As many of you may know in March, the Department of Health and Senior Services (DHHS) and Department of Mental Health (DMH) announced a new program, the Opioid Prescribing Intervention (OPI). The plan was to send letters to physicians if a prescription they wrote was flagged due to violating 1 of 12 quality indicators for prescribing opioids and benzodiazepines. In actuality, the program was not new. The state had previously been sending letters due to concerning prescriptions, but you were free to either never read them or just throw them away. What was new was that they required a response within 20 days of receiving the letter or they could refer you to the Board of Healing Arts (BHA) or the Bureau of Narcotics and Dangerous Drugs (BNDD).
Following the August primary, we know there will be 50+ new state representatives due to term limits and resignations. This upcoming, larger than normal, turnover in the legislature was overshadowed by the big blockbuster saga of the year – a new Governor in the absence of a gubernatorial election year. Eric Greitens resigned and Mike Parson was sworn in.
Christopher Sampson, MD, FACEP, and MOCEP’s Vice President, is the recipient of the 2018 ACEP National Faculty Teaching Award. Dr. Sampson is with the University of Missouri – Columbia School of Medicine and is an Associate Clinical Professor of Emergency Medicine, and Program Director for the Emergency Medicine Residency program.
Re-printed by permission of the Missouri Physicians Health Program, article published in the July, 2018 Physician Lifeline newsletter.
By Luther Philaya, MD
I am a physician in recovery and just celebrated my fifth-year anniversary on October 11, 2017.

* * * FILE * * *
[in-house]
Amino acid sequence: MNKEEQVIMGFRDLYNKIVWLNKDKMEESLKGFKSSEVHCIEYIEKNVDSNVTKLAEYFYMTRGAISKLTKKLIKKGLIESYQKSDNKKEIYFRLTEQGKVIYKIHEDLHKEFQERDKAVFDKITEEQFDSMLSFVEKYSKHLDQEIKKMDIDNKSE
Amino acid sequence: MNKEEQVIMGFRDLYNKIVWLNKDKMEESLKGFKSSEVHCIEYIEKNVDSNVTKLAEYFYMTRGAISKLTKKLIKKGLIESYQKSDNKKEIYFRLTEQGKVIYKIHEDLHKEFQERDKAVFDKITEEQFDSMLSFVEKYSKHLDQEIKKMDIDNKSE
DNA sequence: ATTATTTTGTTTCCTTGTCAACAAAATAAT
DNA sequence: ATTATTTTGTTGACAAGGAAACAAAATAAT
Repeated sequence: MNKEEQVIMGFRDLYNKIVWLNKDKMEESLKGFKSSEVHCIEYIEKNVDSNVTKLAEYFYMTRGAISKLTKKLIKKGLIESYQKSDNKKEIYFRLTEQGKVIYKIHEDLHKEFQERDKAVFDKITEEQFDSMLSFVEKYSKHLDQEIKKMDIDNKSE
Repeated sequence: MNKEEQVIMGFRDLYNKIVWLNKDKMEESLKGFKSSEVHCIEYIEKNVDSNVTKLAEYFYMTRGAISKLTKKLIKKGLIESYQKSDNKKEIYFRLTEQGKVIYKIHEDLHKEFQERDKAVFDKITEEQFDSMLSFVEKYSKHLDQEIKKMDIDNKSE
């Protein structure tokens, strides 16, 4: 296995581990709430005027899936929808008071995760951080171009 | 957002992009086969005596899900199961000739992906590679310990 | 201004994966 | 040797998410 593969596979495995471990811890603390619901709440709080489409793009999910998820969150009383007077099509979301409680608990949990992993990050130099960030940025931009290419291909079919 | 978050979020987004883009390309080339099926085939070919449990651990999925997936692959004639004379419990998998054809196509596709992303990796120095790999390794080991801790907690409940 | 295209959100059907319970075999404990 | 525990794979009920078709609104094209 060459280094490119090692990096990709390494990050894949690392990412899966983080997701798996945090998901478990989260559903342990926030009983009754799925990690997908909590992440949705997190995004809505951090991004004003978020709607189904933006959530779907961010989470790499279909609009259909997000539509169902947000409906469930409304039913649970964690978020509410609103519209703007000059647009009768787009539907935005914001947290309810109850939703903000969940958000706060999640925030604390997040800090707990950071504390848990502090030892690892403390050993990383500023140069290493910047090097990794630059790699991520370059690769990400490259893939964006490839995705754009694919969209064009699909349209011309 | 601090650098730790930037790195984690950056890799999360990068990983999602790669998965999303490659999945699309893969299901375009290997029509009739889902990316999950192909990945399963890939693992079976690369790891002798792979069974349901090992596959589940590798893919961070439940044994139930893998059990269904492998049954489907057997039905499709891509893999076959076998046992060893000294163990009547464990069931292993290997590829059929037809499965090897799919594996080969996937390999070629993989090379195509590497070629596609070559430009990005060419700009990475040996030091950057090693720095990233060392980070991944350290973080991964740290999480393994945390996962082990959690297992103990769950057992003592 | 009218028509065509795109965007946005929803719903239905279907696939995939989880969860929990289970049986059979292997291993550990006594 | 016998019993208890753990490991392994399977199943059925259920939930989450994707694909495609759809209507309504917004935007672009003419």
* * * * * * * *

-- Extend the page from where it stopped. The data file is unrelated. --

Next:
The summer is coming to a close just as the political activity is starting back up again. Although, the political activity in Jefferson City really hasn’t slowed down much since the 2018 Legislative Session ended. We are gearing up to bring in a large number of new legislators with the upcoming elections, and we will need your help to educate them on emergency medicine. As Jorgen stated in the legislative update, before the session begins is the best time to introduce yourself and begin that relationship with the lawmakers. Also, don’t forget to get out and vote in November!
Emergency physicians regularly apply for hospital credentials to perform emergency procedures including emergency ultrasound. Theoretically, ultrasound training, credentialing and billing should be no different than other emergency procedures where training occurs in residency and an attestation letter from the residency is sufficient for local credentialing. When such training occurs outside of residency, “proctored pathways” often serve to assure competency. There is still a lack of understanding and awareness in the general medical community that emergency physicians routinely train in and perform point-of-care ultrasound.
Sam Shahid, MBBS, MPH
Practice Management Manager, ACEP
ACEP would like to provide you with very brief synopses of the latest articles in Annals of Emergency Medicine. Some of these have not appeared in print. These synopses are not meant to be thorough analyses of the articles, simply brief introductions. Before incorporating into your practice, you should read the entire articles and interpret them for your specific patient population.